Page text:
My initial reaction to my schedule was a bit of panic – three to four hours to myself each day? What was I supposed to do during that time…I was so used to squeezing in a quick bite to eat and then booking back to my desk and engrossing myself in my work. One week into my new life began the most foreign process…things were…well, slowing down. My mind didn’t race, I didn’t have anxiety about all of the unread emails and unanswered phone messages, all of the deadlines to meet that day and how I would ever finish my to-do list. Work ends at 3:00, and picks up again later – that’s all there is to it.

I soon discovered my favourite place on the bay – sandwiched between four huge boulders there is a sunny, sandy and quiet cove. I began visiting the secluded spot and started a daily ritual. Wearing my swimsuit under my work uniform, I run out of work and straight to my spot to cuddle up and read a book.

The boulders at Alma Bay, which form sandy little getaways where I love to read during my lunch breaks

My latest craze is a book called The Happiness Project by Gretchen Rubin (and also yes, admittedly also Fifty Shades of Grey – I had to see what all the fuss was about). This is one book that, although I can never put it down, takes me ages to get through. Each page is full of so many bits of useful information, the kind of stuff you take in and then digest throughout the entire day. Rubin begins a year long project after she jumps on a quest to find out what happiness is and how she can control her own happiness as well as that of those around her.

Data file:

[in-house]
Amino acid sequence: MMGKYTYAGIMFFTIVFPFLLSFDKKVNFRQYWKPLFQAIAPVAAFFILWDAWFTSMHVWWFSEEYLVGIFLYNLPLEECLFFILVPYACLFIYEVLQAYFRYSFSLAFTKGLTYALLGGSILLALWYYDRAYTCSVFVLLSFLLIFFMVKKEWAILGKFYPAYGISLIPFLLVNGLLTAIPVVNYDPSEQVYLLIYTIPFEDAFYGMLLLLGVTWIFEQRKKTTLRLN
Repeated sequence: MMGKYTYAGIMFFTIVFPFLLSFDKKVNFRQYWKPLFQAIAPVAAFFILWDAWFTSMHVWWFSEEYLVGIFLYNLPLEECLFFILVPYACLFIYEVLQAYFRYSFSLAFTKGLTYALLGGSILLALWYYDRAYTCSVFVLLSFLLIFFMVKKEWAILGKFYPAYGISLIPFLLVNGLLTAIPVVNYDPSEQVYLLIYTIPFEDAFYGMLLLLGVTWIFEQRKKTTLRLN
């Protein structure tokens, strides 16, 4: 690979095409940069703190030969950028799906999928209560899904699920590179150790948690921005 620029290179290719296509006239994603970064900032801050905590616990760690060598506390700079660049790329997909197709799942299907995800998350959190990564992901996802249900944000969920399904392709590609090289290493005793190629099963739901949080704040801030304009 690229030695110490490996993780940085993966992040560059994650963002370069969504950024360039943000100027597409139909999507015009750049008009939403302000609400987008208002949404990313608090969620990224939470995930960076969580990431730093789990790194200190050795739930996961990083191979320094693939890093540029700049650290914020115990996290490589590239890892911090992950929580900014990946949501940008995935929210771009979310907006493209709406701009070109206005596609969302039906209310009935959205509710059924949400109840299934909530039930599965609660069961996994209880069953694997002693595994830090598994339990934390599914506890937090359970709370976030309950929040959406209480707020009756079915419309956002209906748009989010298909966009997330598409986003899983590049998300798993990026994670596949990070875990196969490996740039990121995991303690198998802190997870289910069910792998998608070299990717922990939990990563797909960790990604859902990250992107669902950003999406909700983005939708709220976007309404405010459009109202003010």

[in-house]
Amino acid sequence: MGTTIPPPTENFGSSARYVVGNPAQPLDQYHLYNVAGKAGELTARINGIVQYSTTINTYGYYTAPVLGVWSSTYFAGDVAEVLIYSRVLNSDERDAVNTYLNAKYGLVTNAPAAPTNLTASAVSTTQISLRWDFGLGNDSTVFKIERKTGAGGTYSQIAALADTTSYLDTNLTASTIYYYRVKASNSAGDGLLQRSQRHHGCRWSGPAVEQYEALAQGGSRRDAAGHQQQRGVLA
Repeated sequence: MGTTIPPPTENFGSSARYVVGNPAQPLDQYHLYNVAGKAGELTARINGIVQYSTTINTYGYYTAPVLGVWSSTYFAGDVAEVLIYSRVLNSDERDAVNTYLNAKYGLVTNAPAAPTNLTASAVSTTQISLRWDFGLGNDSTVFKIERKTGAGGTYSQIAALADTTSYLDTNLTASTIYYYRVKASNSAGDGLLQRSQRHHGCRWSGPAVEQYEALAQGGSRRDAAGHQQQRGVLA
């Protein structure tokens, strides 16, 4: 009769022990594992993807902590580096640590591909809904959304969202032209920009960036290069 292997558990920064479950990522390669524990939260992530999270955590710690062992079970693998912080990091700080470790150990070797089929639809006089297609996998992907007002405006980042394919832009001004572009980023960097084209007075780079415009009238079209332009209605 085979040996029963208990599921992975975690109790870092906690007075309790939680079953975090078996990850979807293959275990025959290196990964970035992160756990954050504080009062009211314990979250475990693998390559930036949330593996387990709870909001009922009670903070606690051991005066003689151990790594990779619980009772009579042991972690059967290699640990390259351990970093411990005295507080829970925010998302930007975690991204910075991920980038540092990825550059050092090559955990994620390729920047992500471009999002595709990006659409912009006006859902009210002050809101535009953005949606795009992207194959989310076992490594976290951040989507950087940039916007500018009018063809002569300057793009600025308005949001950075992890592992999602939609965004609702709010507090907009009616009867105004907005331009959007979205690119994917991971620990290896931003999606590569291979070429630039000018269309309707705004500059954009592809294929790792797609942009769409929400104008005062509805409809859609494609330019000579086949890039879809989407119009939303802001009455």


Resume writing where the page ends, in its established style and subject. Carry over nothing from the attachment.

The book has been hugely insightful, and has really opened my eyes to the pros of being a proactively happy person. Instead of dreading my three to four hours break each day, I have been starting to ask myself how I can be productive and squeeze in things I may not have time for in a couple months’ time.

When the sun sets around 4:45, the rays cast the most beautiful glare on the mountains covered in trees and palms. It is so serene, and coincidentally at this time the beaches clear out as the breeze picks up and scares everyone to their hotels where it is warmer. This is my favorite part of the day.

Another amazing advantage of working where I do is the boat ramp directly across the street and just next to Alma Bay. After walking along Geoffrey Bay for about ten minutes, you come to a boat ramp where dozens of rock wallabies gather to laze around and get some grub from visitors. For about $2.50 you can get a huge bag of food and head down to feed the little critters and take advantage of a great photo opp!

Feeding the rock wallabies during my lunch break

At the end of the night I typically take a bus ride home at 9:20 p.m., which is the last run. While I wait I sit at the dark bus stop and see wallabies, possums, curlews (exotic and very loud birds), kookaburras, and of course lots of big tropical bugs! In the case that I miss the bus (due to either a late clean up in the bistro or late night chatting with my work friends) I have two options: walk or run.

The view on my way to or from work